Author: Dean Koontz
6. "Love is the key to the mystery. Love by its very nature is not selfish, but generous. It seeks not its own, but the good of others. The measure of love is not the pleasure it gives-that is the way the world judges it-but the joy and peace it can purchase for others."
Author: Fulton J. Sheen
7. "This is the true joy of life: the being used up for a purpose recognized by yourself as a mighty one; being a force of nature instead of a feverish, selfish little clot of ailments and grievances, complaining that the world will not devote itself to making you happy."
Author: George Bernard Shaw
8. "Know ye not that there is here in this world a secret confraternity, which one might call the Company of Melancholiacs? That people there are who by natural constitution have been given a different nature and disposition than the others; that have a larger heart and a swifter blood, that wish and demand more, have stronger desires and a yearning which is wilder and more ardent than that of the common herd. They are fleet as children over whose birth good fairies have presided; their eyes are opened wider; their senses are more subtile in all their perceptions. The gladness and joy of life, they drink with the roots of their heart, the while the others merely grasp them with coarse hands."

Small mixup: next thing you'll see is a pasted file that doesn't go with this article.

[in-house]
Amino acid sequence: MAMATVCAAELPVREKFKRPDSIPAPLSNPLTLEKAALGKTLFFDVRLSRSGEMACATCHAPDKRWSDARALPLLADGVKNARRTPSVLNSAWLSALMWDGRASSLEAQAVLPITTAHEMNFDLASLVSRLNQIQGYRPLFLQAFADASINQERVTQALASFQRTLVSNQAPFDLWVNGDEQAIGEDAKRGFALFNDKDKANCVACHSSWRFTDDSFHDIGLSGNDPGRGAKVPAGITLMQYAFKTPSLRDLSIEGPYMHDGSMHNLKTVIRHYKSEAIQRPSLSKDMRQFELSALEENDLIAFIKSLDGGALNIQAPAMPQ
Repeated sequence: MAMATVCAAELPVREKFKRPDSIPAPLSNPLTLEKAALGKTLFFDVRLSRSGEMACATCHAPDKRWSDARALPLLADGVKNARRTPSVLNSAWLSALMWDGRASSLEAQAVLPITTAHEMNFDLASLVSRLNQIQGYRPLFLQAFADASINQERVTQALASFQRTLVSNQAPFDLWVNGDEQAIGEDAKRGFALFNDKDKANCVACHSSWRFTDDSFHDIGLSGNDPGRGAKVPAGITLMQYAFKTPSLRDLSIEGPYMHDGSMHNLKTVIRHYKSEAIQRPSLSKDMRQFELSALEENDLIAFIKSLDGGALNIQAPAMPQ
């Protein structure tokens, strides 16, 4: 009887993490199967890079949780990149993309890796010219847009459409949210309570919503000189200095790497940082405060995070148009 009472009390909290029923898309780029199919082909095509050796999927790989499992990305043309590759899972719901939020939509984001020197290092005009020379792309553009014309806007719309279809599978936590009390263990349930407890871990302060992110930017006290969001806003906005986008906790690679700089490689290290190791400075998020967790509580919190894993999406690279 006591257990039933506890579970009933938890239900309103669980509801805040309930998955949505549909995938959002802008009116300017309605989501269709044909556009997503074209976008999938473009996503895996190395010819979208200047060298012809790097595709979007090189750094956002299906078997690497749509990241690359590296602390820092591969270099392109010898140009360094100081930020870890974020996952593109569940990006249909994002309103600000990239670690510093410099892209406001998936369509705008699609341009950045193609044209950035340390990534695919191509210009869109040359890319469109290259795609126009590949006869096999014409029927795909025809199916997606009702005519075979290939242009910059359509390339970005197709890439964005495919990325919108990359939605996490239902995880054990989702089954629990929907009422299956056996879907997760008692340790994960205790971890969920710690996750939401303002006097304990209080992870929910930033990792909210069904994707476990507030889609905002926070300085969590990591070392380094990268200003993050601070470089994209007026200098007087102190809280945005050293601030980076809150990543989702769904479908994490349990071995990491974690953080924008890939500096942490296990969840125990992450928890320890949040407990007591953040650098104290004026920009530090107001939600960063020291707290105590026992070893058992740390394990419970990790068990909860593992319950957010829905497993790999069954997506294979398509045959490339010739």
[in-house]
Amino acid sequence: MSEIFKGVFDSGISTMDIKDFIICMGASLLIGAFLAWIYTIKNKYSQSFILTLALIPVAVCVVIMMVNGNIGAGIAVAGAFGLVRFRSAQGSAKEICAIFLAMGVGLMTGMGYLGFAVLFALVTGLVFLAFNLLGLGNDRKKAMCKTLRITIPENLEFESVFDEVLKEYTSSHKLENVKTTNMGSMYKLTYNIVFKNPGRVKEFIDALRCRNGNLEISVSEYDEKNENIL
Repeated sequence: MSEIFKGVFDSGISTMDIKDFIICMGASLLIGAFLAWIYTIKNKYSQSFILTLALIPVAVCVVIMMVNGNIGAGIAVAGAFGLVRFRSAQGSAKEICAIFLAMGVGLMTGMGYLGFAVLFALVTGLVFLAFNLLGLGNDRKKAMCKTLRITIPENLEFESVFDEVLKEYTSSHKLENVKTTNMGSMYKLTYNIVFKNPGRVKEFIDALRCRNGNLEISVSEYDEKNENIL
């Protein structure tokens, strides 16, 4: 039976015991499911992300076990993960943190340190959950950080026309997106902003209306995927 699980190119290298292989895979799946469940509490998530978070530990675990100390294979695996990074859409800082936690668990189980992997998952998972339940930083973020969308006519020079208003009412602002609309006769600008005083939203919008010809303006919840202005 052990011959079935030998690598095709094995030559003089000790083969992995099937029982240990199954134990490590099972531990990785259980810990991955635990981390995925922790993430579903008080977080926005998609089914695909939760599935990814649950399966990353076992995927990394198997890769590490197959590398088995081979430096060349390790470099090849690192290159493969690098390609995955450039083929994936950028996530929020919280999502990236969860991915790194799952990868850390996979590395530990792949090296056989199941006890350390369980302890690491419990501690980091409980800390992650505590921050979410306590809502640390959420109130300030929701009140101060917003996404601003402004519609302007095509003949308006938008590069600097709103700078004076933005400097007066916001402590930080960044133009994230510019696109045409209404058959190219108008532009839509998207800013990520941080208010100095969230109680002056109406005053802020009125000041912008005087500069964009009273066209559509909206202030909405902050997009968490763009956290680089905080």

Author: Jens Peter Jacobsen
9. "My father gave my stature tall,And rule of life decorous;My mother my nature genialAnd joy in making stories;Full well my grandsire loved the fair,A tendency that lingers;My grandam gold and gems so rare,An itch still in the fingers.If no part from this complex allCan now be separated,What can you name originalThat is in me created? - - -GER:Vom Vater hab ich die Statur,Des Lebens ernstes Führen,Von Mütterchen die FrohnaturUnd Lust zu fabulieren.Urahnherr war der Schönsten hold,Das spukt so hin und wieder,Urahnfrau liebte Schmuck und Gold,Das zuckt wohl durch die Glieder.Sind nun die Elemente nichtAus dem Komplex zu trennen,Was ist denn an dem ganzen WichtOriginal zu nennen?Zahme Xenien VI."
Author: Johann Wolfgang Von Goethe
10. "I love humanity, which has been a constant delight to me during all my seventy-seven years of life; and I love flowers, trees, animals, and all the works of Nature as they pass before us in time and space. What a joy life is when you have made a close working partnership with Nature, helping her to produce for the benefit of mankind new forms, colors, and perfumes in flowers which were never known before; fruits in form, size, and flavor never before seen on this globe; and grains of enormously increased productiveness, whose fat kernels are filled with more and better nourishment, a veritable storehouse of perfect food—new food for all the world's untold millions for all time to come."
Author: Luther Burbank